For limitation (B), I provide the --slave-parallel-domains options. If a
long-running operation would block the slave for too long, it can be put into
a different replication domain:

   SET SESSION gtid_domain_id=2;
   ALTER large_table ... ;

Then the operation can run freely in parallel with other operations. But then
the application / DBA is responsible for making sure that the operation has
completed on all slaves before attempting any following operations that might
conflict with it.

> I still prefer "auto" as default,

Indeed, I agree, that is where I want to go as well. I guess I'm just being a
bit humble here; this is new stuff, and frankly not well tested in practice
yet. I feel that I need to start with something that has fine-grained control,
to get some real-life experience about what works - and that will make it
easier for me to understand how an "auto" mode should actually be implemented.

(But I do like your earlier suggestion of just creating the "auto" option now
to mean something - and then that can be later refined. I will try to get that
into the first version somehow).

For me, I'm still at the stage where I want to just understand if the
optimistic approach is even semantically correct, before being ready to truly
consider the finer points of tuning. But it should work - and even if we
manage to find some corner cases where it breaks, it seems it should be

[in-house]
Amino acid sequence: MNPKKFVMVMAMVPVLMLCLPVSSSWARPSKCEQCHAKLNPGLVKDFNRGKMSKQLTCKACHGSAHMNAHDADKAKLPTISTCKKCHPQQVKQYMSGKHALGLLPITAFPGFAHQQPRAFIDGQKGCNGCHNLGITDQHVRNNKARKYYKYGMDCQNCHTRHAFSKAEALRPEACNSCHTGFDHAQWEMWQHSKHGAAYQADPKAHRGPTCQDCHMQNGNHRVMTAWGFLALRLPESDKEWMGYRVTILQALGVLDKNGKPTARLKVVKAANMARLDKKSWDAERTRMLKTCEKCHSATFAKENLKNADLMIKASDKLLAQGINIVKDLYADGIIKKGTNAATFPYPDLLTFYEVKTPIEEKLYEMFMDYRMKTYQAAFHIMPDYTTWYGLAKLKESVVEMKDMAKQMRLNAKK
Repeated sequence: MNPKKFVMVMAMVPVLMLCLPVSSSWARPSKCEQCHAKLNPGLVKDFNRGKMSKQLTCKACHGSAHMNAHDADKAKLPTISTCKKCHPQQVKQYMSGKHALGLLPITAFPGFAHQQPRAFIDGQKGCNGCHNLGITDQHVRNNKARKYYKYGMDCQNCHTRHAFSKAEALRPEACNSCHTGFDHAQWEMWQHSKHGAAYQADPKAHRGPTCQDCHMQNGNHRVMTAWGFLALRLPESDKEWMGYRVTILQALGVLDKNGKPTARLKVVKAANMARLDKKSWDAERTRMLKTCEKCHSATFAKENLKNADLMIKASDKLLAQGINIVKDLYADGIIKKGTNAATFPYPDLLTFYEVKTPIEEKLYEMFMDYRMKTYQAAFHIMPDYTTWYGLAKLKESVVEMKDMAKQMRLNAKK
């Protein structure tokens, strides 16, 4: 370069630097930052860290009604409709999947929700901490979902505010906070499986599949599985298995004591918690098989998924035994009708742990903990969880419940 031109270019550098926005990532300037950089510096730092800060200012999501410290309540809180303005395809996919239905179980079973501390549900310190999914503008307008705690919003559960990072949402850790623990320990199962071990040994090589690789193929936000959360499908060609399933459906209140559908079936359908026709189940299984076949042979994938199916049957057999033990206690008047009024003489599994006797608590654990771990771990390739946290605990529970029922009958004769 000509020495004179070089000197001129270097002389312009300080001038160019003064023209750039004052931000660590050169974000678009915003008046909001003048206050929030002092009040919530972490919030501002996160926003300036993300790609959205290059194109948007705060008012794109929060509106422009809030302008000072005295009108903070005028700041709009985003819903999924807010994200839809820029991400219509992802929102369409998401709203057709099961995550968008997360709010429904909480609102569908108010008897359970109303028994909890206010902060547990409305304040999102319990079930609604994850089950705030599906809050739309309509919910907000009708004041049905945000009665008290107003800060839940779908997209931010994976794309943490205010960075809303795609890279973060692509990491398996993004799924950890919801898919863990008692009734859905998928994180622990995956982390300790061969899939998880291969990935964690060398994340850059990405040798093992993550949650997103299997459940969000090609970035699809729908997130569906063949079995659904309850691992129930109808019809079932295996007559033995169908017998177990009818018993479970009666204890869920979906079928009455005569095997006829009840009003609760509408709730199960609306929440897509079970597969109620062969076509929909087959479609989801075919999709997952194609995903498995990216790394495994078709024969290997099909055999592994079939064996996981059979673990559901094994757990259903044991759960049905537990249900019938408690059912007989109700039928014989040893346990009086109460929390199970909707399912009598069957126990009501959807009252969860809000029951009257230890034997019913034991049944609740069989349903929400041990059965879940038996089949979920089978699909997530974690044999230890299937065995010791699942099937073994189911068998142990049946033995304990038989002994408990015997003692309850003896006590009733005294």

possible to handle by forcing serialisation, similar to the DDL case.

MySQL/MariaDB has the property of fully supporting the 'I' in ACID, unlike
some other popular databases - this is what makes statement-based replication
possible. Given some arbitrary transactions that run in parallel, and assume
that they commit in the order T1, T2, T3, ... Then we know that if we were to
run those transaction _serially_, we would end up with the exact same state of
the database, no matter in what order the operations in T1, T2, T3, ... were
originally run.

On the parallel slave, this means that as long as we commit T1, T2, T3, ... in
the same order as was done on the master, we will get the same results - if
the execution of the transactions is successful. If there is a conflict, we
might get a failure or a deadlock, but silently wrong data is not possible. So
this is what should make the optimistic approach correct, as long as we handle
(with rollback and retry) any failures and deadlocks.

Thanks for reading so far ;-)

 - Kristian.